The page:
isInNetworkDistribution

Determine whether data is within the distribution of the network

Since R2023a

Syntax

``tf = isInNetworkDistribution(net,X)``
``tf = isInNetworkDistribution(discriminator,X)``
``tf = isInNetworkDistribution(net,X1,...,XN)``
``tf = isInNetworkDistribution(discriminator,X1,...,XN)``
``tf = isInNetworkDistribution(___,Name=Value)``

Description

example

````tf = isInNetworkDistribution(net,X)` returns a logical array that indicates which observations in `X` are in-distribution (ID) and which observations are out-of-distribution (OOD). If an observation is ID, then the corresponding element of `tf` is `1` (`true`). Otherwise, the corresponding element of `tf` is `0` (`false`).The function computes the distribution confidence score for each observation using the baseline method. For more information, see Softmax-Based Methods. The function classifies any observation with a score less than or equal to the threshold as OOD. To use the default threshold value, use this syntax. To set the threshold, use the `thr` name-value argument. Alternatively, use the `networkDistributionDiscriminator` function to create a discriminator object that automatically finds an optimal threshold and use that as the first input argument instead of `net`. You can also use the discriminator object to specify a different method to use to compute the distribution confidence scores.```

example

````tf = isInNetworkDistribution(discriminator,X)` determines which observations in `X` are ID and which observations are OOD using `discriminator`. To create a discriminator object, use the `networkDistributionDiscriminator` function. This syntax uses the threshold stored in the `Threshold` property of `discriminator`. Use this syntax to specify additional options for the software to use when it computes the distribution confidence scores and to automatically find a suitable threshold. For example, when creating a discriminator, you can specify whether to use a target true positive or false positive rate to pick the threshold. For more information, see `networkDistributionDiscriminator`.```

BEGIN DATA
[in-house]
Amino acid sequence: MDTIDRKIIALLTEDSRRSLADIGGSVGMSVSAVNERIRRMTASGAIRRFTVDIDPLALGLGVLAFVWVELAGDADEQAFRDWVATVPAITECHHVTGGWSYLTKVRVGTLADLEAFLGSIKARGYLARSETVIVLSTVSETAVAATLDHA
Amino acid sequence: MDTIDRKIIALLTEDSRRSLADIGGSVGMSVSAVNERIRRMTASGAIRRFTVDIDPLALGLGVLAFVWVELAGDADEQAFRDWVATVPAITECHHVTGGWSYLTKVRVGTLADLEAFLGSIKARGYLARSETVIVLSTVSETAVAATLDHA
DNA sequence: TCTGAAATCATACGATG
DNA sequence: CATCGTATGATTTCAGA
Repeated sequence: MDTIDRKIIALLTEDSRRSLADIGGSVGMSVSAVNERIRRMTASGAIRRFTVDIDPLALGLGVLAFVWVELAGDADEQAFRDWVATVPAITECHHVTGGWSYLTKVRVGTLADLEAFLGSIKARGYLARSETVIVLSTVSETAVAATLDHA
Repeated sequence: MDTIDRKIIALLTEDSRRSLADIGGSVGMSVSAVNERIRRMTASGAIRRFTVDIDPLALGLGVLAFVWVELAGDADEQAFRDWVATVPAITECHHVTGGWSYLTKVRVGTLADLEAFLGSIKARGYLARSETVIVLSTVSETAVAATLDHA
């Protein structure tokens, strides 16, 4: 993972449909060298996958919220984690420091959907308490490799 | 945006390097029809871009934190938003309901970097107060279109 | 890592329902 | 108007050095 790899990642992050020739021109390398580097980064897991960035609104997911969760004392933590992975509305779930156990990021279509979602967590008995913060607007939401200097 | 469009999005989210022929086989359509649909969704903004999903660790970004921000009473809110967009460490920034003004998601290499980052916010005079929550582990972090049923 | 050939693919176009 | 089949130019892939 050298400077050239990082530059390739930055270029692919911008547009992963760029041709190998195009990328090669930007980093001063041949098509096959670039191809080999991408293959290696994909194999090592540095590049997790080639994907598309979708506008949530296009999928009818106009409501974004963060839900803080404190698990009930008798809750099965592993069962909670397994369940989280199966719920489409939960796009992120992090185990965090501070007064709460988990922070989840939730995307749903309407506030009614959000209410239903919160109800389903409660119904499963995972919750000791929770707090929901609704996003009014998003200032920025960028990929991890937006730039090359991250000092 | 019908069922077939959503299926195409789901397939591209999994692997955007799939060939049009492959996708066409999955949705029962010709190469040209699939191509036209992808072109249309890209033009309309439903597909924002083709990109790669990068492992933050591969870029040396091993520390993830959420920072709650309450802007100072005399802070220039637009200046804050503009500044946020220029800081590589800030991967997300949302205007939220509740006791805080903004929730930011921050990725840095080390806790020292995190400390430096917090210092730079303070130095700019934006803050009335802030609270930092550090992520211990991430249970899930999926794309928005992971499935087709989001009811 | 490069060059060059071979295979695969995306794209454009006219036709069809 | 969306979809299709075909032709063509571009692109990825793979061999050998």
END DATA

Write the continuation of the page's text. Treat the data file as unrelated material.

````tf = isInNetworkDistribution(net,X1,...,XN)` determines whether the data is in distribution for networks with multiple inputs using the specified in-memory data.```
````tf = isInNetworkDistribution(discriminator,X1,...,XN)` determines whether the data is in distribution for a discriminator constructed with a network with multiple inputs using the specified in-memory data.```

example

````tf = isInNetworkDistribution(___,Name=Value)` sets the `Threshold` and `VerbosityLevel` options using one or more name-value arguments in addition to the input arguments in previous syntaxes.```

Examples

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`load("digitsClassificationMLPNet.mat")`

Load data. Convert the data to a `dlarray` object.

```X = digitTrain4DArrayData; X = dlarray(X,"SSCB");```

Determine if the data is ID.

`tf = isInNetworkDistribution(net,X);`

Find the proportion of observations that the function classifies as OOD.

`oodProportion = (sum(1-tf)/numel(tf))`
```oodProportion = 0.0026 ```

`load("digitsClassificationMLPNet.mat")`

Load data and convert the data to a `dlarray` object.

```X = digitTrain4DArrayData; X = dlarray(X,"SSCB");```

Determine if the data is ID using a threshold of 0.9.

`tf = isInNetworkDistribution(net,X,Threshold=0.9);`

Find the proportion of observations that the function classifies as OOD.

`oodProportion = (sum(1-tf)/numel(tf))`
```oodProportion = 0 ```

`load("digitsClassificationMLPNet.mat")`

Load ID data. Convert the data to a `dlarray` object.

```X = digitTrain4DArrayData; X = dlarray(X,"SSCB");```

Create a discriminator using the `networkDistributionDiscriminator` function. Set the method to `"odin"` and the true positive goal to 0.975. The software finds the threshold that satisfies the true positive goal.